Microsoft Windows contains a vulnerability that could allow a local attacker to execute arbitrary code, allowing the attacker to gain escalated privileges. Updates are available.
Microsoft Windows contains a vulnerability that could allow a local attacker to execute arbitrary code.
This vulnerability exists because an integer underflow may occur during data truncation. A local attacker could exploit this vulnerability by running a malicious program on the local system. If successful, the attacker could execute arbitrary code with the privileges of the kernel, granting the attacker escalated privileges.
Microsoft has confirmed this vulnerability in a security bulletin and released software updates that correct it.
The follow Microsoft systems are affected:
Windows 2000 SP4 and prior
Windows XP SP3 and prior
Windows XP Professional x64 Edition SP2 and prior
Windows Server 2003 SP2 and prior
Windows Server 2003 x64 Edition SP2 and prior
Windows Server 2003 for Itanium-based Systems SP2 and prior
Windows Vista SP2 and prior
Windows Vista x64 Edition SP2 and prior
Windows Server 2008 for 32-bit Systems SP2 and prior
Windows Server 2008 for x64-based Systems SP2 and prior
Windows Server 2008 for Itanium-based Systems SP2 and prior
An attacker requires local system access in order to exploit this vulnerability. The attacker must also be able to load and execute a custom application on the vulnerable system. These access requirements reduce the risk of exploitation.
If an exploit is successful, the attacker could execute arbitrary code and gain escalated privileges. Systems most at risk are shared hosts such as terminal servers or hosting platforms that may store data from many users and restrict user privileges as a means of access control. End-user systems under the administrative control of a single user have little practical impact as the result of an exploit.
Microsoft has released a security bulletin at the following link: MS09-058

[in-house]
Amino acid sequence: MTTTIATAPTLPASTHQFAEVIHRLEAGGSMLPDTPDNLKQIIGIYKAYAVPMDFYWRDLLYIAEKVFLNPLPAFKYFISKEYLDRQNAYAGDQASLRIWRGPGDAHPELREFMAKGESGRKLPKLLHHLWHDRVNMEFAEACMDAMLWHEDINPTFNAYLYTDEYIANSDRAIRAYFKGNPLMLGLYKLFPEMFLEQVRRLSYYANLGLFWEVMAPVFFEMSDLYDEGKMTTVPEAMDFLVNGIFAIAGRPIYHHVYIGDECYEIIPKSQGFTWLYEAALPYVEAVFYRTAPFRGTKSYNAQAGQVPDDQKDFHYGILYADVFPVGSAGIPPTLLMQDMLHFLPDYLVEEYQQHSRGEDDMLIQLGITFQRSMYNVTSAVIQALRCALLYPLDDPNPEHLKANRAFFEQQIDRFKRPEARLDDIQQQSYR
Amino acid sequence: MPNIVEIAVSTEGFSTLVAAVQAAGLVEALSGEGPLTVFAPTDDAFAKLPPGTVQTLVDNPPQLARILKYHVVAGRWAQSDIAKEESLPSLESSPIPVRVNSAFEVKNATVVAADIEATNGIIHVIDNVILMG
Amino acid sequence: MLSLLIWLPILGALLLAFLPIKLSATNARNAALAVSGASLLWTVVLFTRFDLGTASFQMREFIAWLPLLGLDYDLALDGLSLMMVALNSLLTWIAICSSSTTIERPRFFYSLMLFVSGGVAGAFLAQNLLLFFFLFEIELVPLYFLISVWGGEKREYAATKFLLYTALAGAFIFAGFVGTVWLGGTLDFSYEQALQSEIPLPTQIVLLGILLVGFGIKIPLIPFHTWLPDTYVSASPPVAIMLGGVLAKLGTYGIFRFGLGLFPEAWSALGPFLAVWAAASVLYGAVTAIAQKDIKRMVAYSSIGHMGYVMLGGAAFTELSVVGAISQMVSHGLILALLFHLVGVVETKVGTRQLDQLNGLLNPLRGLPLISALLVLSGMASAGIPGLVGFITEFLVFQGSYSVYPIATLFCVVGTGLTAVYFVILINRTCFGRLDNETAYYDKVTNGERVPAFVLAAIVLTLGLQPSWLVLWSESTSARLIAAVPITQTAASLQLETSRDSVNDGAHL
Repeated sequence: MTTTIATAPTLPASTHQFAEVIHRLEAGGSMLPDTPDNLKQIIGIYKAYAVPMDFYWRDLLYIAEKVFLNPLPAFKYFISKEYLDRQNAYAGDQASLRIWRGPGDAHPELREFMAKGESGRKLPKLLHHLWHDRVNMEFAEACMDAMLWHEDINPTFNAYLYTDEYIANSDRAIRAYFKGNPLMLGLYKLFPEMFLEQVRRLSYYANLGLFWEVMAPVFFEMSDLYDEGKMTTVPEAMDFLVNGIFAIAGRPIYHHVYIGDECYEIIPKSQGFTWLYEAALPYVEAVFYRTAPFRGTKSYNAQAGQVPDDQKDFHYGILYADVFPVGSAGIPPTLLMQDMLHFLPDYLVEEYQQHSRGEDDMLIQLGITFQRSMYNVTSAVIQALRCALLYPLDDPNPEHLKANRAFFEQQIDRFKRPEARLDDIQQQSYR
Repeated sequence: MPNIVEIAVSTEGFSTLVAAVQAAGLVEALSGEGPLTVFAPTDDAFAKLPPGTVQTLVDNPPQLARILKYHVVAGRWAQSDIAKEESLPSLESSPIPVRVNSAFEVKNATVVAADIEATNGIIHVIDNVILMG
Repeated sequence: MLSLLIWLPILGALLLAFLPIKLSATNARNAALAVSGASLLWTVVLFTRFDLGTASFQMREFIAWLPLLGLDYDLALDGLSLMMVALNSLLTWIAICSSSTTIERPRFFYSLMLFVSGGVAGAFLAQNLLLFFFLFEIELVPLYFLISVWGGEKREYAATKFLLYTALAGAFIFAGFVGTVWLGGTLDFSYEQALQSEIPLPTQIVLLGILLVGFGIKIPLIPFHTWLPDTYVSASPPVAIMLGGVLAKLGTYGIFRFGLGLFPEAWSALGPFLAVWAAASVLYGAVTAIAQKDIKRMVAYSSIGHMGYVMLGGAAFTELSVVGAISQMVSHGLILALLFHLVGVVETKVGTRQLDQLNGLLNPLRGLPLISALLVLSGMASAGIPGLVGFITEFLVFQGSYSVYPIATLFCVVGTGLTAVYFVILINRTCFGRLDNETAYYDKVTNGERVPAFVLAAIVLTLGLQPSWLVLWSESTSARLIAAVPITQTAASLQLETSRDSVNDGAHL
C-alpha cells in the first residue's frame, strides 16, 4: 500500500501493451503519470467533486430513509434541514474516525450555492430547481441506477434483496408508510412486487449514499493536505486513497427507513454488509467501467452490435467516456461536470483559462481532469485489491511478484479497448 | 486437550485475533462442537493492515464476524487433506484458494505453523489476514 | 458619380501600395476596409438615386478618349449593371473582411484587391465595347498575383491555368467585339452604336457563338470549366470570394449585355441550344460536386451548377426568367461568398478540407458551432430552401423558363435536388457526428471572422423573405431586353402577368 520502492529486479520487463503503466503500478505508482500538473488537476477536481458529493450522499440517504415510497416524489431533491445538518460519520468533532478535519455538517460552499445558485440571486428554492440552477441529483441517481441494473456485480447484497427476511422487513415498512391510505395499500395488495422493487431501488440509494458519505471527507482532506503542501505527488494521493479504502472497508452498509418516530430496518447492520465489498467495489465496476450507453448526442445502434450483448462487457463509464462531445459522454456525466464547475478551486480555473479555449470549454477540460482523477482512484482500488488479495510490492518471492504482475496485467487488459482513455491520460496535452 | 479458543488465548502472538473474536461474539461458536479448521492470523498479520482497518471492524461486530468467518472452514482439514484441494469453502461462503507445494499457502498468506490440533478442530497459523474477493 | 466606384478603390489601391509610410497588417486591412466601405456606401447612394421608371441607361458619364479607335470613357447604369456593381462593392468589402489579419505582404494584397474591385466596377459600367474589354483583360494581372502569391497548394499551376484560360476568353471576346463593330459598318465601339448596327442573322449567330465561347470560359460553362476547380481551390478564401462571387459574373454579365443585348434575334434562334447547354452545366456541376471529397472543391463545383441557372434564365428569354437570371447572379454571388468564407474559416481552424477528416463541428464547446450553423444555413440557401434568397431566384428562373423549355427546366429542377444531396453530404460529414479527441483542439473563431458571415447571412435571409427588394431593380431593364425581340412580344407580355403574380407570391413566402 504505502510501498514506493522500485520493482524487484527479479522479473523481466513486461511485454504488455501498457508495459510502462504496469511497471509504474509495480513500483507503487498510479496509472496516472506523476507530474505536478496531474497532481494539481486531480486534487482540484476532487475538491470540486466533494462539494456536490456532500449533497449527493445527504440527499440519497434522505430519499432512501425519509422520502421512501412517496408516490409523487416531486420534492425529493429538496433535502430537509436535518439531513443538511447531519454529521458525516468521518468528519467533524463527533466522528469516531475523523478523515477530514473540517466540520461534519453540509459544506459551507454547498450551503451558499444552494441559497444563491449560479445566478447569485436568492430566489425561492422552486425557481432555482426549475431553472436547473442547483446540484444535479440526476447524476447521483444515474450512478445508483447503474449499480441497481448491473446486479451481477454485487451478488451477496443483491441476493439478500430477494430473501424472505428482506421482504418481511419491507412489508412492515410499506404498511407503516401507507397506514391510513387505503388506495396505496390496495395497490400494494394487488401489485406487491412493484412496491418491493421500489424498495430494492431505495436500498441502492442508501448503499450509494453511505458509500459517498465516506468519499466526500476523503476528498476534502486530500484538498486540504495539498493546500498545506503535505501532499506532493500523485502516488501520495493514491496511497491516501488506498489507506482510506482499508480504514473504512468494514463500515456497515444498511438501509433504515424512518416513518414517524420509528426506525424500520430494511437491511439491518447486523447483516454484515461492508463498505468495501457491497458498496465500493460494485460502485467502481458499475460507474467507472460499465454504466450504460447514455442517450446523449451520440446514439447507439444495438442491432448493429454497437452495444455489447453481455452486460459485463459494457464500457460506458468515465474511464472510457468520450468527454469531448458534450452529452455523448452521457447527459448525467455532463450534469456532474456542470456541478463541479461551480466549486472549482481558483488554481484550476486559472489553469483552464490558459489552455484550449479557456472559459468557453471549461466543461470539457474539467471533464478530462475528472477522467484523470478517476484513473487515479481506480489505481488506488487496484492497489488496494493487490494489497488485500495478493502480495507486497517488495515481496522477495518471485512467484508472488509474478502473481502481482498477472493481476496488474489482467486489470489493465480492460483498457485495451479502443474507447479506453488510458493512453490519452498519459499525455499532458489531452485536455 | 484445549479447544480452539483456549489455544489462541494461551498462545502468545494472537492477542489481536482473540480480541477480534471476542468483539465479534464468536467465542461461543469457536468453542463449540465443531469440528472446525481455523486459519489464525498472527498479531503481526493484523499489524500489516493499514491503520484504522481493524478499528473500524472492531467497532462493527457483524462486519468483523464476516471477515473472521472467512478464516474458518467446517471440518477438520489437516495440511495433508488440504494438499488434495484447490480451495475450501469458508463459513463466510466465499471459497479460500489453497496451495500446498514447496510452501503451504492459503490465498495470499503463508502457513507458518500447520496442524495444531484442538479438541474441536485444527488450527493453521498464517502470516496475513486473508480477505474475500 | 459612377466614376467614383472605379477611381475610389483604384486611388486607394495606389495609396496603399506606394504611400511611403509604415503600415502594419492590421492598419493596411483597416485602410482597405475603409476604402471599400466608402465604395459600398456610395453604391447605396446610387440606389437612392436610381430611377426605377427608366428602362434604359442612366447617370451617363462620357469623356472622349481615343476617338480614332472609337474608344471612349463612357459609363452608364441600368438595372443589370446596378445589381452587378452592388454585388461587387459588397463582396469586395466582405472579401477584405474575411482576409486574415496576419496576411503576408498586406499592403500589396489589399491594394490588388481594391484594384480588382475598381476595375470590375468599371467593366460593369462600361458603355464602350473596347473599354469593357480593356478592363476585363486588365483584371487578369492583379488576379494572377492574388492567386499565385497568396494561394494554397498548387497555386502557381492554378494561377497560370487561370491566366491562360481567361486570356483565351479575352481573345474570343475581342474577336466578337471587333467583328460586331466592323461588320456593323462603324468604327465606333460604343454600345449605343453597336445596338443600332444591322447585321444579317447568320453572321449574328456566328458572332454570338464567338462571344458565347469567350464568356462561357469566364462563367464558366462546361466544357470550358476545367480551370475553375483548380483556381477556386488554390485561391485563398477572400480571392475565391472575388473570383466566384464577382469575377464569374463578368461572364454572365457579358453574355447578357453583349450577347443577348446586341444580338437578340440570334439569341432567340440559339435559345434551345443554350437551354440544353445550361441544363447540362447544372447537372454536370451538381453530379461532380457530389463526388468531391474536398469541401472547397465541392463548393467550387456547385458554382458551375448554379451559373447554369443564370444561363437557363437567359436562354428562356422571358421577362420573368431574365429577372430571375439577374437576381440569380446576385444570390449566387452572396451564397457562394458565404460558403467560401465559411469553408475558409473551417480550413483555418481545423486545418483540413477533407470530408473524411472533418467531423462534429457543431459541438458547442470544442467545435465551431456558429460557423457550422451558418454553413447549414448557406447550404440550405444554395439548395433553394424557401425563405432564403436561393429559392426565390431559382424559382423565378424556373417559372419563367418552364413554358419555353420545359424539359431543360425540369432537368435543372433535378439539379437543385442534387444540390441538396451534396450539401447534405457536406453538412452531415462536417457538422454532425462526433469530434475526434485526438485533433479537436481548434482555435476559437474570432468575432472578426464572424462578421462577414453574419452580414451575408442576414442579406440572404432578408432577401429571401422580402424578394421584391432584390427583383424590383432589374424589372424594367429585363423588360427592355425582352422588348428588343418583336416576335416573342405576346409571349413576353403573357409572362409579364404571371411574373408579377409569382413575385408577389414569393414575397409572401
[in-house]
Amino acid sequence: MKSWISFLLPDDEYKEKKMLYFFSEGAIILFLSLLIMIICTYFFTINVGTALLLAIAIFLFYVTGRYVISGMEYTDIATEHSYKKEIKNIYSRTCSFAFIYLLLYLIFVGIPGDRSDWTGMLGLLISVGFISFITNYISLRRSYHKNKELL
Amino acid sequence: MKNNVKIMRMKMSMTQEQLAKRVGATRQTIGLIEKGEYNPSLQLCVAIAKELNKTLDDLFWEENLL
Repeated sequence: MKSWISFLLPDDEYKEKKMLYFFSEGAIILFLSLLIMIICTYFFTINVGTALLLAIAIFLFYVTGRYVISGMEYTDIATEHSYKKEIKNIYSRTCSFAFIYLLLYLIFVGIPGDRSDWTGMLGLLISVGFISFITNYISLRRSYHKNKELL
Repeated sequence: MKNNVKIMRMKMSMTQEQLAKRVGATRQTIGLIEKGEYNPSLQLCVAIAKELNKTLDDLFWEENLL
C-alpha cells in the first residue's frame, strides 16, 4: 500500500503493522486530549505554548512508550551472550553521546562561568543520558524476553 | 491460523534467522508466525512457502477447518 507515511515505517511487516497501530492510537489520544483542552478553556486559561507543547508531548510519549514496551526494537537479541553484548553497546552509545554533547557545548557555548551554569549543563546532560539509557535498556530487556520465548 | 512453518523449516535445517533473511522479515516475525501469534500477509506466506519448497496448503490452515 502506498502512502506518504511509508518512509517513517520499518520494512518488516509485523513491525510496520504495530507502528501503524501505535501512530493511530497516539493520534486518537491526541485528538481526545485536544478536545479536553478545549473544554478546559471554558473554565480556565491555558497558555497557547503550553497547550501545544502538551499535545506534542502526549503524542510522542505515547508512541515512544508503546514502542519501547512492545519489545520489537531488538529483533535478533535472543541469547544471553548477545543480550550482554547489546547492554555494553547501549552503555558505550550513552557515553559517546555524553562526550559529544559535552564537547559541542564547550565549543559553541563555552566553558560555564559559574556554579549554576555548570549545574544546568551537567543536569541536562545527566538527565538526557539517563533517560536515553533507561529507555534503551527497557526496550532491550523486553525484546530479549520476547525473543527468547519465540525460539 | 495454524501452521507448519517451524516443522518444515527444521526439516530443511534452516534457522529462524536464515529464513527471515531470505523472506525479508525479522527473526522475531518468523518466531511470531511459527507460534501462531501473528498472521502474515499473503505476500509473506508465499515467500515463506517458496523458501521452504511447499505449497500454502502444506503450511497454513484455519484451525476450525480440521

A local attacker could exploit this vulnerability to execute arbitrary code with the privileges of the Windows kernel, granting the user elevated privileges, potentially resulting in a complete system compromise.
This vulnerability exists due to errors in truncating 64-bit data types to 32-bit values. An integer underflow may occur when the kernel processes malformed data. An unauthenticated, remote attacker could exploit this vulnerability by running a malicious custom program on the affected system. By deliberately triggering an integer underflow, the attacker could manipulate kernel memory in such a way that the attacker could execute arbitrary code with elevated privileges.
Administrators are advised to apply the available software updates.
Administrators are advised to only grant local system access to trusted users.
Administrators are advised to monitor critical systems.
Administrators may consider using the Microsoft Baseline Security Analyzer (MBSA) scan tool to identify common security misconfigurations and missing security updates on system endpoints.
Microsoft customers can obtain updates directly by using the links in the security bulletin. These updates are also distributed by Windows automatic update features and available on the Windows Update website. Microsoft Windows Server Update Services (WSUS), Systems Management Server, and System Center Configuration Manager can assist administrators in deploying software updates.
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